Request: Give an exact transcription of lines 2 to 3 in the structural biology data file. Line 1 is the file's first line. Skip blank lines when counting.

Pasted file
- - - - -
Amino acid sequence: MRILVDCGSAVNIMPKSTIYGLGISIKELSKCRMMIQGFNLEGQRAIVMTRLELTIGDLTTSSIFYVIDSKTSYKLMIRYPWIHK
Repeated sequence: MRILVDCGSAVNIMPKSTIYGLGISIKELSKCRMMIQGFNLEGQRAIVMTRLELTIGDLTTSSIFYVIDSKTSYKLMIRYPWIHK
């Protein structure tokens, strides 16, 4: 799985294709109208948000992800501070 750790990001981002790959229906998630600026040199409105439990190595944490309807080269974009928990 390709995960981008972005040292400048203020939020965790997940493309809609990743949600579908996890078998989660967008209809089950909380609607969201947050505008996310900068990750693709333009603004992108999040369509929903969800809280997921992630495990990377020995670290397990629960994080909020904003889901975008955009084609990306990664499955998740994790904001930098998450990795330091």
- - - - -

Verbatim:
Repeated sequence: MRILVDCGSAVNIMPKSTIYGLGISIKELSKCRMMIQGFNLEGQRAIVMTRLELTIGDLTTSSIFYVIDSKTSYKLMIRYPWIHK
């Protein structure tokens, strides 16, 4: 799985294709109208948000992800501070 750790990001981002790959229906998630600026040199409105439990190595944490309807080269974009928990 390709995960981008972005040292400048203020939020965790997940493309809609990743949600579908996890078998989660967008209809089950909380609607969201947050505008996310900068990750693709333009603004992108999040369509929903969800809280997921992630495990990377020995670290397990629960994080909020904003889901975008955009084609990306990664499955998740994790904001930098998450990795330091």